Moreover, the actuator 20 and topper 10 may also be construction from a suitable light-conducting material. Thus, when the user actuates the pump topper, as shown in FIG. 11, an LED located below the dip tube will emit light 38 along the dip tube to the integrally connected actuator and topper, which, in turn, emits the light therefrom 74 to produce a spectacular luminous effect.

In one embodiment, the fluid contained in the dispensing container combined with the base assembly is substantially transparent or translucent. It is contemplated herein that the fluid may be lightly tinted or colored, however, the light transmitted therethrough should remain visually perceptible through the container.

Moreover, liquid may be formulated to suspend a plurality of particles 76 therein (FIG. 11), as is widely known in the art. Non-limiting examples of idoneous suspension particles include, bubbles, beads, mica, or the like. These particles may be used to provide additional decorative effect, such as, dye-containing beads or mica which may reflect or refract the light emanating from the LEDs. Additionally, the particles may provide some additional therapeutic effect, such as, moisturizing beads.

In yet another embodiment contemplated herein, the dispensing container used with the base assembly is essentially opaque. Thus, when the user actuates the pump topper, an LED located below the dip tube will emit light 38 along the dip tube to the integrally connected actuator and topper. Since the container body is opaque, any light emitted along the dip tube will not be seen by the user, only the light emitted 74 from the pump topper will be seen. This embodiment provides particular emphasis on the topper itself.

As with the topper and the dispenser container, the base may also include any type of indicia 78 formed thereon (FIG. 11), such as alphanumeric characters, pictures, designs, tactically readable indicia, etc. The indicia may be used to display any message, logo, trademark, etc. In a particularly preferred embodiment, the base indicia coordinates with the container and/or pump topper to provide an overall striking appearance.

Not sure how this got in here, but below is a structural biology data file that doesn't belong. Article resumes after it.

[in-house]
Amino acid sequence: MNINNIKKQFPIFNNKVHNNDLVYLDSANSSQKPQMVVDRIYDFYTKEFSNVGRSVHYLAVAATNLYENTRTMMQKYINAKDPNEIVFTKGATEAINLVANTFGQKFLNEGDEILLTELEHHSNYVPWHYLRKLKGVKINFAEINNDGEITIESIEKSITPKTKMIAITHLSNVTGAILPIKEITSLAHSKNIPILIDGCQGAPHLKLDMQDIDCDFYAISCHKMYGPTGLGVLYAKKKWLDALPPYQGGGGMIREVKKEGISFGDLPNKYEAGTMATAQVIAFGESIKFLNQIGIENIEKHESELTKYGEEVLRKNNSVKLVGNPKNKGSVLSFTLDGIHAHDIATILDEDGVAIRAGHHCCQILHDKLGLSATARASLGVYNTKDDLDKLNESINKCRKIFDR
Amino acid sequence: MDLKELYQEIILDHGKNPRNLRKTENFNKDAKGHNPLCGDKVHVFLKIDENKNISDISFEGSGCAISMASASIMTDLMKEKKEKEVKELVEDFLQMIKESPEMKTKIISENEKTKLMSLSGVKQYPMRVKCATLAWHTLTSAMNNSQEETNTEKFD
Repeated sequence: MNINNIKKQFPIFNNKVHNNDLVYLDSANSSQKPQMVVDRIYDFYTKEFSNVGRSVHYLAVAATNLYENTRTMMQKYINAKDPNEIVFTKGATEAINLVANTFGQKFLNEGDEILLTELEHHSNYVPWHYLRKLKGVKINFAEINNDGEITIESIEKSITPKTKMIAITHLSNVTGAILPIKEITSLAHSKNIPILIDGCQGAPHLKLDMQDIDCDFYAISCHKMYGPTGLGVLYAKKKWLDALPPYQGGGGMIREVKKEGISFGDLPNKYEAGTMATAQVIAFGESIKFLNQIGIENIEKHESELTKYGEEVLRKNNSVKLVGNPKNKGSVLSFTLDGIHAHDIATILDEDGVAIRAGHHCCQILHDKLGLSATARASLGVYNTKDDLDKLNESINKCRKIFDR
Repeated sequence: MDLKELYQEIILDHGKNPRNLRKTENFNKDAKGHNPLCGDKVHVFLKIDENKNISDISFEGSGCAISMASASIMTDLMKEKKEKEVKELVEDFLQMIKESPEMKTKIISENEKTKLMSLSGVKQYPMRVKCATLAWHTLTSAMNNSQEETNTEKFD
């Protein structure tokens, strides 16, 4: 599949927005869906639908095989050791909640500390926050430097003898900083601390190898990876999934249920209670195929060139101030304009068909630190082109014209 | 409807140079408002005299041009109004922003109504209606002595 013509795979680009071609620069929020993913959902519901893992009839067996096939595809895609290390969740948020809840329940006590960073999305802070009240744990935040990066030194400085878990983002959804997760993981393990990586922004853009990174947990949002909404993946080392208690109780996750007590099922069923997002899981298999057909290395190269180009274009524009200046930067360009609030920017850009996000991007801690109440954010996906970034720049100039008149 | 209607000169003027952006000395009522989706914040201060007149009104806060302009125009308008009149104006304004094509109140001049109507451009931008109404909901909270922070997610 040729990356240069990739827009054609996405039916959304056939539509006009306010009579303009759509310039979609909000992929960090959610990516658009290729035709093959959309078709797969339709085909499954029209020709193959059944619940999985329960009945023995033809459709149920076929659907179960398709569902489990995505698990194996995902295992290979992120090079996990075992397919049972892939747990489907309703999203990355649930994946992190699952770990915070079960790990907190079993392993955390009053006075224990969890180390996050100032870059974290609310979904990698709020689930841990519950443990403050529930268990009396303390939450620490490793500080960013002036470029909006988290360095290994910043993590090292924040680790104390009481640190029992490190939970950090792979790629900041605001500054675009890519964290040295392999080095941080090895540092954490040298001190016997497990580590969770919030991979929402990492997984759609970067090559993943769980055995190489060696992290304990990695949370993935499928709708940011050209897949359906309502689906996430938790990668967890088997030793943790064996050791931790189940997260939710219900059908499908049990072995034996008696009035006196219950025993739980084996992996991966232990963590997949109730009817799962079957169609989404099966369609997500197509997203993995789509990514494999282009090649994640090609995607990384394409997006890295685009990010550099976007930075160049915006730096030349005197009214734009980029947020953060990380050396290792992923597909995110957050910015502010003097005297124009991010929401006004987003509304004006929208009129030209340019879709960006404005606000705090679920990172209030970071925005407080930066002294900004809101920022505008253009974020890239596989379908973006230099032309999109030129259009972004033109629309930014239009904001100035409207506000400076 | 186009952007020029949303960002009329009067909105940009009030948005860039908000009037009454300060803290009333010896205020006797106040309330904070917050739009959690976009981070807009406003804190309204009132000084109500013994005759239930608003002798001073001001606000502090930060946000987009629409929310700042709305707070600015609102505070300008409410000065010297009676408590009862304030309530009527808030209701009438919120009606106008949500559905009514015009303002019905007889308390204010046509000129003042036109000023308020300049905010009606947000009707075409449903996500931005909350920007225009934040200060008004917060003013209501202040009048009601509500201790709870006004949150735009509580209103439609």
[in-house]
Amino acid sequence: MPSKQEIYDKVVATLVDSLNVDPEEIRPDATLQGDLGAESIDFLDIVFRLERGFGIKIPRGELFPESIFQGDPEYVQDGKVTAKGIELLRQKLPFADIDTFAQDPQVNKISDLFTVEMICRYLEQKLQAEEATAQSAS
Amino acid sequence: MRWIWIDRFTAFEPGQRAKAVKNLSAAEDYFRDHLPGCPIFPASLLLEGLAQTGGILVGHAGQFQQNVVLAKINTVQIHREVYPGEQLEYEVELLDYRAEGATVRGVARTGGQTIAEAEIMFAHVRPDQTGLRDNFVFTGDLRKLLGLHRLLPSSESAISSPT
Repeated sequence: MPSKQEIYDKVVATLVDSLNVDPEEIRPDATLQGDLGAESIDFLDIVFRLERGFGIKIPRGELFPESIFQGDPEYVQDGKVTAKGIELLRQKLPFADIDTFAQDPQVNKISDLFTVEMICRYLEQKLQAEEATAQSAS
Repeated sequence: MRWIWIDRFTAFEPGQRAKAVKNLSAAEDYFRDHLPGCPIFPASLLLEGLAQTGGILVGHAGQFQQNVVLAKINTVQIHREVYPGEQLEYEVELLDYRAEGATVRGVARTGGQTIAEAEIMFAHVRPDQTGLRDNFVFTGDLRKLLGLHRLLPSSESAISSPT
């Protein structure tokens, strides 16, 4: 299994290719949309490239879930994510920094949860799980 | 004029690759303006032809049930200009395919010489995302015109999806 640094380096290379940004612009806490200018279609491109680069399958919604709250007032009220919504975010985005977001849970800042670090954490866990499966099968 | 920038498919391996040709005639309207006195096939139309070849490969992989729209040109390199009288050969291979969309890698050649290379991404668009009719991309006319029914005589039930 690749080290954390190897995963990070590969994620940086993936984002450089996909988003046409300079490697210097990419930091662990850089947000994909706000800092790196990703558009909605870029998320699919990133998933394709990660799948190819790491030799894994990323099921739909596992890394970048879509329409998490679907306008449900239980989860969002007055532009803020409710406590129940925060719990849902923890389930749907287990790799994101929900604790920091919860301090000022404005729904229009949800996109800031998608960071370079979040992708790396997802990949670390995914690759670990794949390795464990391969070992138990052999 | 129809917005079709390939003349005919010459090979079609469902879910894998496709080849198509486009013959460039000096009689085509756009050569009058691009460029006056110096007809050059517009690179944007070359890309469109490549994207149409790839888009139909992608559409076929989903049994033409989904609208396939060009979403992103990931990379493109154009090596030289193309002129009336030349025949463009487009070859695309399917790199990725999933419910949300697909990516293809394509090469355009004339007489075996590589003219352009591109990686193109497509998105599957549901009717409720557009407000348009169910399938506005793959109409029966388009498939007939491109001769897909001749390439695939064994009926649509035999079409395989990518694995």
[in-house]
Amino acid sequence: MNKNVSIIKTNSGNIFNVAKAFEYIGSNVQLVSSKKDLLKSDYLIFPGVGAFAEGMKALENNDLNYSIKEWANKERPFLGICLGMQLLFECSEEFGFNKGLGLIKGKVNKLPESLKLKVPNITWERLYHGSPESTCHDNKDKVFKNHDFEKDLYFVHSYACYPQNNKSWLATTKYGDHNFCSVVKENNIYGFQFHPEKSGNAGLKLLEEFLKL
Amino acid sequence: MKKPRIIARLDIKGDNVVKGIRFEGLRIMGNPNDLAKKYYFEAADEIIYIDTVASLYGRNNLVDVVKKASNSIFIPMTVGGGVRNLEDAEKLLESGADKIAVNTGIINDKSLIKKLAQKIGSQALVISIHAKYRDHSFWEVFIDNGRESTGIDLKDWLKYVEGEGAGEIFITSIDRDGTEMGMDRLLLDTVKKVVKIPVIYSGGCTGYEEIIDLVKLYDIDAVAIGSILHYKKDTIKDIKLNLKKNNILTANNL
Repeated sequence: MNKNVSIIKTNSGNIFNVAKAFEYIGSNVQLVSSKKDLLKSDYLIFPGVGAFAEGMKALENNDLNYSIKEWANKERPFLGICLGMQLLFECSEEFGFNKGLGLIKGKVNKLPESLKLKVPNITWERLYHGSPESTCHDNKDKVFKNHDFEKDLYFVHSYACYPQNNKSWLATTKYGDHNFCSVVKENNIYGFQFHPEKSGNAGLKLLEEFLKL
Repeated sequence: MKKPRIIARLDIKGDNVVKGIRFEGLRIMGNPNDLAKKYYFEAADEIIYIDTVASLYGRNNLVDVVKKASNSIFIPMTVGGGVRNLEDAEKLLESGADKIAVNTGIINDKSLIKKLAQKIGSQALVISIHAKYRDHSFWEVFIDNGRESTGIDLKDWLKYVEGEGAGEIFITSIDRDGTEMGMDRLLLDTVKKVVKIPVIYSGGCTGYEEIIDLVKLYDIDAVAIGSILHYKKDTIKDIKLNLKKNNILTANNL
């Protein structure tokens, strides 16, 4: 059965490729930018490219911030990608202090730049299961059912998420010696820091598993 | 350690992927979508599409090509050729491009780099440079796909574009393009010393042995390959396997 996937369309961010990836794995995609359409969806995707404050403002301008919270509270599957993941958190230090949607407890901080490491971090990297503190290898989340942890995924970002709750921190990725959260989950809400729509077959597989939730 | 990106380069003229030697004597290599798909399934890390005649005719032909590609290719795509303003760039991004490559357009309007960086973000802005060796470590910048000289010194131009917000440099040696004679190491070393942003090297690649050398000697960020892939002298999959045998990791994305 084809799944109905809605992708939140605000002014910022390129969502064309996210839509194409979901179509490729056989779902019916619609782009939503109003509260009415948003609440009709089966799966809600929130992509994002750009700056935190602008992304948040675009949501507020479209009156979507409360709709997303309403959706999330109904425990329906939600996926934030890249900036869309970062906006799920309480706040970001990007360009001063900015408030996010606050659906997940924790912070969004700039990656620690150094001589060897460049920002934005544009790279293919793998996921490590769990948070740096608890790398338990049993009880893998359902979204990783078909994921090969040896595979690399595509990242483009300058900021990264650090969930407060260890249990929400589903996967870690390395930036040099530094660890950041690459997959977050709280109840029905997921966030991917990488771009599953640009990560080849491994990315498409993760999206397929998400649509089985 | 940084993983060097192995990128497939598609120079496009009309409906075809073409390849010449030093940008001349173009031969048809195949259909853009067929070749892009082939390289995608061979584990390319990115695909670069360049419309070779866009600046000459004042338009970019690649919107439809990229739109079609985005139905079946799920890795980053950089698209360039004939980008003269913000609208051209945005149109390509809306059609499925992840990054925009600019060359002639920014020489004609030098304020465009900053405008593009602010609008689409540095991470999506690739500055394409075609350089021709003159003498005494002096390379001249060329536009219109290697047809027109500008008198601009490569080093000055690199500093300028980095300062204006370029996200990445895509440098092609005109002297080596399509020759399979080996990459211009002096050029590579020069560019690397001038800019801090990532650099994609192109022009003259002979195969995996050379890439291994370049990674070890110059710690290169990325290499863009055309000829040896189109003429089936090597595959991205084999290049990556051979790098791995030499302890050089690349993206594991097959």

All patents and publications mentioned in this specification are indicative of the levels of those skilled in the art to which the invention pertains. All patents and publications are herein incorporated by reference to the same extent as if each individual publication was specifically and individually indicated to be incorporated by reference.

It is to be understood that while a certain form of the invention is illustrated, it is not to be limited to the specific form or arrangement herein described and shown. It will be apparent to those skilled in the art that various changes may be made without departing from the scope of the invention and the invention is not to be considered limited to what is shown and described in the specification and any drawings/figures included herein.

One skilled in the art will readily appreciate that the present invention is well adapted to carry out the objectives and obtain the ends and advantages mentioned, as well as those inherent therein. The embodiments, methods, procedures and techniques described herein are presently representative of the preferred embodiments, are intended to be exemplary and are not intended as limitations on the scope. Changes therein and other uses will occur to those skilled in the art which are encompassed within the spirit of the invention and are defined by the scope of the appended claims. Although the invention has been described in connection with specific preferred embodiments, it should be understood that the invention as claimed should not be unduly limited to such specific embodiments. Indeed, various modifications of the described modes for carrying out the invention which are obvious to those skilled in the art are intended to be within the scope of the following claims.

Referenced by
Citing PatentFiling datePublication dateApplicantTitle
US8210395 *Jun 6, 2008Jul 3, 2012Morris Traci LSpray dispenser and light emitting combination assembly
US8303081 *Jun 21, 2010Nov 6, 2012Hewlett-Packard Development Company, L.P.Printer backbone with integrated carriage rod
US20110042600 *Aug 23, 2010Feb 24, 2011David MaloneSpigot control systems
US20110061349 *Sep 9, 2010Mar 17, 2011Susan Jane LloydAnimal Training Apparatus
US20110310173 *Jun 21, 2010Dec 22, 2011Li Wan LimPrinter backbone with integrated carriage rod
Classifications
U.S. Classification222/78, 222/113, 222/192
International ClassificationB67D1/07, B65D5/66, B05B11/00
Cooperative ClassificationB05B11/0005, B05B11/3001, F21V33/0004
European ClassificationB05B11/00B